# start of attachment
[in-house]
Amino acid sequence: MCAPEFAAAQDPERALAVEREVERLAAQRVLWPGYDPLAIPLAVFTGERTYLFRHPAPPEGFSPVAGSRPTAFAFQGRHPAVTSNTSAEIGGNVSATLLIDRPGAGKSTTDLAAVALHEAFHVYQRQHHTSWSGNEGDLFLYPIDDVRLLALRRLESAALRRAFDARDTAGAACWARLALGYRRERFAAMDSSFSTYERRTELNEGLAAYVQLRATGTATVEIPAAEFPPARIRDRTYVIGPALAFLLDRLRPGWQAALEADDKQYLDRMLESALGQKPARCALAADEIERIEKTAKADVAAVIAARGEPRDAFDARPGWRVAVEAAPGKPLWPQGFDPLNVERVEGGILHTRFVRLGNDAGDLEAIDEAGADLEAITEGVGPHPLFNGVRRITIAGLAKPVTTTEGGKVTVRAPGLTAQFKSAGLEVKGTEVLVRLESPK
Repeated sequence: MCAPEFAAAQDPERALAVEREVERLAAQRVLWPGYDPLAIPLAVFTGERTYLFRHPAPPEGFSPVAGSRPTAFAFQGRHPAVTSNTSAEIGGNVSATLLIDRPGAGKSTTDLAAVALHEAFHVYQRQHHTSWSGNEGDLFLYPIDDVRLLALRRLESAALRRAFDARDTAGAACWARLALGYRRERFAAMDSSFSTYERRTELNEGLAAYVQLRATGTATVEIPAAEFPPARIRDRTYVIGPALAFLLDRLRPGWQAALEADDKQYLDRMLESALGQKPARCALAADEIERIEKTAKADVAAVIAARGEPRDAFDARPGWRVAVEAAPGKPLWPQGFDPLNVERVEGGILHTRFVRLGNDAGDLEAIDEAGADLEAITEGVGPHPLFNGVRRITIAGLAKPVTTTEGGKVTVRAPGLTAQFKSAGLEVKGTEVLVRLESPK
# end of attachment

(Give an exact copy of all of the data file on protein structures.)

[in-house]
Amino acid sequence: MCAPEFAAAQDPERALAVEREVERLAAQRVLWPGYDPLAIPLAVFTGERTYLFRHPAPPEGFSPVAGSRPTAFAFQGRHPAVTSNTSAEIGGNVSATLLIDRPGAGKSTTDLAAVALHEAFHVYQRQHHTSWSGNEGDLFLYPIDDVRLLALRRLESAALRRAFDARDTAGAACWARLALGYRRERFAAMDSSFSTYERRTELNEGLAAYVQLRATGTATVEIPAAEFPPARIRDRTYVIGPALAFLLDRLRPGWQAALEADDKQYLDRMLESALGQKPARCALAADEIERIEKTAKADVAAVIAARGEPRDAFDARPGWRVAVEAAPGKPLWPQGFDPLNVERVEGGILHTRFVRLGNDAGDLEAIDEAGADLEAITEGVGPHPLFNGVRRITIAGLAKPVTTTEGGKVTVRAPGLTAQFKSAGLEVKGTEVLVRLESPK
Repeated sequence: MCAPEFAAAQDPERALAVEREVERLAAQRVLWPGYDPLAIPLAVFTGERTYLFRHPAPPEGFSPVAGSRPTAFAFQGRHPAVTSNTSAEIGGNVSATLLIDRPGAGKSTTDLAAVALHEAFHVYQRQHHTSWSGNEGDLFLYPIDDVRLLALRRLESAALRRAFDARDTAGAACWARLALGYRRERFAAMDSSFSTYERRTELNEGLAAYVQLRATGTATVEIPAAEFPPARIRDRTYVIGPALAFLLDRLRPGWQAALEADDKQYLDRMLESALGQKPARCALAADEIERIEKTAKADVAAVIAARGEPRDAFDARPGWRVAVEAAPGKPLWPQGFDPLNVERVEGGILHTRFVRLGNDAGDLEAIDEAGADLEAITEGVGPHPLFNGVRRITIAGLAKPVTTTEGGKVTVRAPGLTAQFKSAGLEVKGTEVLVRLESPK